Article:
fantasy book reviews science fiction book reviewsfantasy book review James Maxey Dragon Age 1: BitterwoodBitterwood by James Maxey

In James Maxey‘s Bitterwood, dragons rule the planet and humans are their slaves. These dragons are not your average fantasy dragons because they have formed a community and culture and are ruled by a king. Not your typical fire-breathing, treasure hoarding dragon, right?

The premise for Bitterwood is good, but the writing just felt uneven. There were times when the characters felt shallow and too contrived and the storyline seemed to be out of control — too many highs and lows.

Maxey does a good job of explaining events after they have happened, so that you get a larger perspective. I just didn’t enjoy the characters themselves very much. They didn’t come alive for me because too often their reactions felt canned — like they had to do something a certain way because that’s the type of character they are.

Bitterwood was not a bad book but, as fantasy goes, it’s a medium level product.

~John Hulet

fantasy book review James Maxey Dragon Age 1: BitterwoodFollowing in the footsteps of Gail Z. Martin’s The Summoner and Emily Gee’s Thief With No Shadow comes Solaris Books’ latest fantasy offering Bitterwood, written by James Maxey, a graduate of the Odyssey Fantasy Writers’ Workshop and Orson Scott Card‘s Writer’s Boot Camp, and whose previous works include the Phobos Award-winning short story “Empire of Dreams & Miracles,” the comic book-inspired debut novel “Nobody Gets the Girl,” and various other short stories.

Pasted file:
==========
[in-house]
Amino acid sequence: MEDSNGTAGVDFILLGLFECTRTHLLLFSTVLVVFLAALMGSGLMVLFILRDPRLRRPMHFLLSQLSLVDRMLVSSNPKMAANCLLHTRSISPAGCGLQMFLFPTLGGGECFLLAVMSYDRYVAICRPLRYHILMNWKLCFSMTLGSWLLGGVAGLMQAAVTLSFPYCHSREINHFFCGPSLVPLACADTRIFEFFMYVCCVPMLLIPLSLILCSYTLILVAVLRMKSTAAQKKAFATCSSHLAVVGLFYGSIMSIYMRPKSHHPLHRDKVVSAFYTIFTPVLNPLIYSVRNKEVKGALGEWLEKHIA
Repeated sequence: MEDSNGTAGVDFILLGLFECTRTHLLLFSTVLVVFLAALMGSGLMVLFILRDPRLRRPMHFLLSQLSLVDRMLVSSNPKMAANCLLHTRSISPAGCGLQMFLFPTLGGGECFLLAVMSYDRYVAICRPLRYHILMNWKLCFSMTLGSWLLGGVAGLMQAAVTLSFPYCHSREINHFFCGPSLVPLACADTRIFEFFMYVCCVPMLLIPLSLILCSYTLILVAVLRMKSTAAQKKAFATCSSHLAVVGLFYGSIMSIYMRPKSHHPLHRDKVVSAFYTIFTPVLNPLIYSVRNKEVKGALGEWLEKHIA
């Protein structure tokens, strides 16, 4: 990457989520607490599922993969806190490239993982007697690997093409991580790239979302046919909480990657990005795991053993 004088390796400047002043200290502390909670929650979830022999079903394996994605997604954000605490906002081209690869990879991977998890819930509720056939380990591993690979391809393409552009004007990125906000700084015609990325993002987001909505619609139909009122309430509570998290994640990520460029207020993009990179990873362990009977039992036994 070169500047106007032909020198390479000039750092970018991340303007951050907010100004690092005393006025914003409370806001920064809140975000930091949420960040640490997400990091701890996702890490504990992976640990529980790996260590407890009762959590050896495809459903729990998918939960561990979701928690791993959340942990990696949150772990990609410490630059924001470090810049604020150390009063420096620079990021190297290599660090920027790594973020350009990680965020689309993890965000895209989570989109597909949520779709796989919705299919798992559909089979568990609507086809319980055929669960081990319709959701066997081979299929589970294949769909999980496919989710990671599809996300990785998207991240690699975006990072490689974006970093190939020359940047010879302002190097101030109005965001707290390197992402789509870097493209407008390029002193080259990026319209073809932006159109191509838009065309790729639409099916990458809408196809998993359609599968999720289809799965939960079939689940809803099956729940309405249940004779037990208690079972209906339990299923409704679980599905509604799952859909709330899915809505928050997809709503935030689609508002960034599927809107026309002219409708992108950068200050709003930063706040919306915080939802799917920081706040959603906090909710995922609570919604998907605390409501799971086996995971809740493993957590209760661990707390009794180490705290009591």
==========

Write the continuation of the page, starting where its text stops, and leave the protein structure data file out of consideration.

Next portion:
Much like The Summoner by Gail Z. Martin, Bitterwood is a fast-paced, sword-and-sorcery adventure that focuses more on nonstop thrills and action of the mainstream variety, rather than any detailed characterization, worldbuilding or complex plotting. Unlike The Summoner, Bitterwood plays around with some unconventional ideas not usually found in the fantasy genre. For starters, the book is set in a far-future, technology-less Earth where dragons have become the dominant species and humans are nothing more than slaves. Obviously this brings up some interesting questions like, “Where did dragons come from?”, “How did they subvert mankind?” and “Why did the world revert back to a primitive state?” among other mysteries. While some of these issues are eventually answered, the revelations are not quite as enlightening or astonishing as the author tries to portray them and I would have appreciated more background information surrounding these monumental historical events (and other related topics) rather than the condensed details we do get.